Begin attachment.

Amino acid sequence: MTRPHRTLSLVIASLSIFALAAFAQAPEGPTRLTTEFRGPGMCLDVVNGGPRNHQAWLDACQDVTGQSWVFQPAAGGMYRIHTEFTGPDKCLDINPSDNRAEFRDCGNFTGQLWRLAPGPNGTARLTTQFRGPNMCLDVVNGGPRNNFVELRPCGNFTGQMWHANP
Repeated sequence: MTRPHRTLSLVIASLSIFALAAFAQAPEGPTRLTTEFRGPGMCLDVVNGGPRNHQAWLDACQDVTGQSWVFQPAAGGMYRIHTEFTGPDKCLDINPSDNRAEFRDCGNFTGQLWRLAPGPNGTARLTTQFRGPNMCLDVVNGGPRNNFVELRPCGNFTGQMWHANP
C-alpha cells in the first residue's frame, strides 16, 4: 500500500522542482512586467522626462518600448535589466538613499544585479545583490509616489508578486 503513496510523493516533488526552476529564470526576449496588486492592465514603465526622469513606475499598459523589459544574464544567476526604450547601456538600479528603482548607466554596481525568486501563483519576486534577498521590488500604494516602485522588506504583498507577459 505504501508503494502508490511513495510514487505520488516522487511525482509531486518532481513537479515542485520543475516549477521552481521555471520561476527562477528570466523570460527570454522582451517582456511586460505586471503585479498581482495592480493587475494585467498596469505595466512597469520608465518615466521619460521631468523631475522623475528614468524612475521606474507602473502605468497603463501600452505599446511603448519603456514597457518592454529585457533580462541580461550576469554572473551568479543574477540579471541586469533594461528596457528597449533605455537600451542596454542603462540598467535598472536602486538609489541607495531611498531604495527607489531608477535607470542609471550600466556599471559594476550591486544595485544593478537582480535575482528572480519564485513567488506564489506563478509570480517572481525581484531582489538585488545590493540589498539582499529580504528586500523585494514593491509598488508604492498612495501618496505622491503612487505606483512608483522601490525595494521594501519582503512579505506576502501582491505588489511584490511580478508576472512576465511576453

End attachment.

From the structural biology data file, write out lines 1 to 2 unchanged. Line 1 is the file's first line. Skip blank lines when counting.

Amino acid sequence: MTRPHRTLSLVIASLSIFALAAFAQAPEGPTRLTTEFRGPGMCLDVVNGGPRNHQAWLDACQDVTGQSWVFQPAAGGMYRIHTEFTGPDKCLDINPSDNRAEFRDCGNFTGQLWRLAPGPNGTARLTTQFRGPNMCLDVVNGGPRNNFVELRPCGNFTGQMWHANP
Repeated sequence: MTRPHRTLSLVIASLSIFALAAFAQAPEGPTRLTTEFRGPGMCLDVVNGGPRNHQAWLDACQDVTGQSWVFQPAAGGMYRIHTEFTGPDKCLDINPSDNRAEFRDCGNFTGQLWRLAPGPNGTARLTTQFRGPNMCLDVVNGGPRNNFVELRPCGNFTGQMWHANP